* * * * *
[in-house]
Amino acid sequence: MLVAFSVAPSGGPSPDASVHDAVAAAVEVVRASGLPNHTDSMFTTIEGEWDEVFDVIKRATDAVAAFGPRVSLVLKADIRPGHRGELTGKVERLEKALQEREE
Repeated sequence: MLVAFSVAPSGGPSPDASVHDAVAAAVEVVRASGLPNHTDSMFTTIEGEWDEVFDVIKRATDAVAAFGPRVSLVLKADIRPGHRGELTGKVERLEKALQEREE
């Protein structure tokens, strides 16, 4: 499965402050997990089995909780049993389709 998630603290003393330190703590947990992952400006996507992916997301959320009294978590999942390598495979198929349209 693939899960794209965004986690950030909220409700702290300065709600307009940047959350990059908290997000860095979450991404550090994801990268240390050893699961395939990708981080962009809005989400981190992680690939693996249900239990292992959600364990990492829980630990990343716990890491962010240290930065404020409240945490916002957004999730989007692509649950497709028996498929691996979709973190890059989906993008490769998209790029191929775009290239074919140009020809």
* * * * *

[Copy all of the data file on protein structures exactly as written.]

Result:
[in-house]
Amino acid sequence: MLVAFSVAPSGGPSPDASVHDAVAAAVEVVRASGLPNHTDSMFTTIEGEWDEVFDVIKRATDAVAAFGPRVSLVLKADIRPGHRGELTGKVERLEKALQEREE
Repeated sequence: MLVAFSVAPSGGPSPDASVHDAVAAAVEVVRASGLPNHTDSMFTTIEGEWDEVFDVIKRATDAVAAFGPRVSLVLKADIRPGHRGELTGKVERLEKALQEREE
């Protein structure tokens, strides 16, 4: 499965402050997990089995909780049993389709 998630603290003393330190703590947990992952400006996507992916997301959320009294978590999942390598495979198929349209 693939899960794209965004986690950030909220409700702290300065709600307009940047959350990059908290997000860095979450991404550090994801990268240390050893699961395939990708981080962009809005989400981190992680690939693996249900239990292992959600364990990492829980630990990343716990890491962010240290930065404020409240945490916002957004999730989007692509649950497709028996498929691996979709973190890059989906993008490769998209790029191929775009290239074919140009020809």